Letter to the editor: Response to sexual assault

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To the editor and campus community,

Much of the discussion surrounding the recent off-campus sexual assault has been whether or not the university should’ve notified students right away. To answer that question, allow me to quote GVPD Captain Brandon DeHaan in a Lanthorn article regarding the on-campus sexual assault last winter: “The university believes there’s an obligation that our federal staff, faculty, and students are aware of the dangers that are out there. If there’s a crime, we relay that information to our community if it meets the criteria for a timely warning notice, … (which is) if there’s a continuing threat to the campus community and is an incident of criminal homicide, aggravated assault, robbery, sexual assault, or other major crimes deemed necessary” (quote taken from the April 10, 2014 issue of the Lanthorn).

Now that we’re all in agreement that yes, the university failed us and the victim, there are three things that bother me regarding this particular case.

1. When the university was cornered by Fox 17, they first blamed Ottawa County for not releasing information. However, the detective on the case met with members of the university and gave them the green light to notify its students. GV chose not to.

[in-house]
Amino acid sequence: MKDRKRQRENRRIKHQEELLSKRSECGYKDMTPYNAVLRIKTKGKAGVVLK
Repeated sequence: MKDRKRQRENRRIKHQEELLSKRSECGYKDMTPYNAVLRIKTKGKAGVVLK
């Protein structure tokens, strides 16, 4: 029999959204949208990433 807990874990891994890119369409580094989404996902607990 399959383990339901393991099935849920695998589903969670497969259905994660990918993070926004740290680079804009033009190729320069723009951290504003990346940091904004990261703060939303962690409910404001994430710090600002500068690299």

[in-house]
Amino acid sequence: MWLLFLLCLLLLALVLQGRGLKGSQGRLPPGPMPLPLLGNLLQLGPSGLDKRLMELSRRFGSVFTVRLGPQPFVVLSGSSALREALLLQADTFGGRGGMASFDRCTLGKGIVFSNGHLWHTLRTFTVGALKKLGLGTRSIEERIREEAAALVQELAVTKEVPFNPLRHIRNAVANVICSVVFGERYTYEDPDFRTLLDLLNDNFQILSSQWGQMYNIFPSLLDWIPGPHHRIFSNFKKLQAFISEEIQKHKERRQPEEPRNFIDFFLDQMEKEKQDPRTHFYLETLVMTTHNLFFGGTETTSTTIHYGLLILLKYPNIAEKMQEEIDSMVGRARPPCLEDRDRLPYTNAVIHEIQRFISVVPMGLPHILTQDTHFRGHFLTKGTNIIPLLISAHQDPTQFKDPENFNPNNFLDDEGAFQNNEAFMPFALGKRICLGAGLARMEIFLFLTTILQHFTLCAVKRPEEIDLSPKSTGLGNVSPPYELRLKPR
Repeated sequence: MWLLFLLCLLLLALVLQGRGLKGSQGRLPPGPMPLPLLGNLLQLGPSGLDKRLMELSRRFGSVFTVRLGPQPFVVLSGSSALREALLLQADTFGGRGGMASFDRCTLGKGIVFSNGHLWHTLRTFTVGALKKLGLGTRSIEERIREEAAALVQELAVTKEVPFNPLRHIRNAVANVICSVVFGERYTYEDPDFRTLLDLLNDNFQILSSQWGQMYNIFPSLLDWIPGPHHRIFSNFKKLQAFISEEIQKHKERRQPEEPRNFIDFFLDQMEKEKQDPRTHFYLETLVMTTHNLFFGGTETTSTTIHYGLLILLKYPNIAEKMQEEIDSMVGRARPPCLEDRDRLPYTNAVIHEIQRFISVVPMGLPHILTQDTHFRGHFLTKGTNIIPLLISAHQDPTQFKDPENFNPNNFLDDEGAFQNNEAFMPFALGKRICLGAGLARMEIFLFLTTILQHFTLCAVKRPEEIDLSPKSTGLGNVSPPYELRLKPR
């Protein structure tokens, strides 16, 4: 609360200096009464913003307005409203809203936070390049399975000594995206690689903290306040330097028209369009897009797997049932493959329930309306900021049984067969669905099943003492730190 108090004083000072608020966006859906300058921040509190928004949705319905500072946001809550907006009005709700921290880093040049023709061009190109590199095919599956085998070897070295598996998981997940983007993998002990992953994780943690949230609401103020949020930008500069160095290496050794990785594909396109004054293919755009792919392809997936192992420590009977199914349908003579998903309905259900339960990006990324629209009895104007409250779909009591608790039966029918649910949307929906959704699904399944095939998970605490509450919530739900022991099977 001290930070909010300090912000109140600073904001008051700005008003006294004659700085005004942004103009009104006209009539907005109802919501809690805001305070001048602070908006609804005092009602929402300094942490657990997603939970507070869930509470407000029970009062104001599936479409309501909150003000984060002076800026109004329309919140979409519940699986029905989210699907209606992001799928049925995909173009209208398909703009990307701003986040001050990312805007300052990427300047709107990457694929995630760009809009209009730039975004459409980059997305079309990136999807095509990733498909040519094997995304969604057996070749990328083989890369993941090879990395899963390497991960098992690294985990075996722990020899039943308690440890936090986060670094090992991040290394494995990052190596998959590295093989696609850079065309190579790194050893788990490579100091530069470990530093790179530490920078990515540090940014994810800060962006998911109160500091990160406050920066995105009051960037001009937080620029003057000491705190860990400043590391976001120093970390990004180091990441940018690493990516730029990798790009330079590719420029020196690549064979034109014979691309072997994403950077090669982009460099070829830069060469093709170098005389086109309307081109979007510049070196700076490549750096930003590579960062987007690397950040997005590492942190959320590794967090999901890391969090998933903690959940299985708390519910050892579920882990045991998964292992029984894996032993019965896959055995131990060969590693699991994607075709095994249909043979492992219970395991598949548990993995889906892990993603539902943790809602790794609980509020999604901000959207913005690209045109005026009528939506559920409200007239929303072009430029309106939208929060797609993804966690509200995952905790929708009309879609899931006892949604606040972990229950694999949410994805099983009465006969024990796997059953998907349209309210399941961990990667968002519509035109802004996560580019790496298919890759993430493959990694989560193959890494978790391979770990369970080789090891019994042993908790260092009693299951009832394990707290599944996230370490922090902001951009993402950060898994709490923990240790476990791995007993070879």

2. When Fox 17 continued to press the university and Ottawa County for answers, Ottawa County actually blamed the victim for being hard to contact. This is despite the fact that the incident was reported immediately after it took place, making it easier to believe the victim’s side of the story than either police department involved. Throw in the fact that the press had to get involved to get any announcement in the first place, and the credibility of both of those law enforcement entities is in question.

3. By choosing to ignore sexual assaults, the university is simply perpetuating the rape culture that they publicly stand against. Power is stripped from victims and handed to their attackers. When victims feel as if they aren’t going to be taken seriously or will be ignored by the university, they’re much less likely to report the crime in the first place. If attackers believe that it’s going to go unreported and uninvestigated, they’re more likely to commit the crime.

It’s time for change, GV. A change in policy, a change in culture and a change in action. If we have to go to the national news to get the attention necessary to force that change, then so be it. This story isn’t over yet, and I’m not intimidated into allowing the university to walk over the students it’s supposed to serve and protect.

Andrew Brown

GVSU student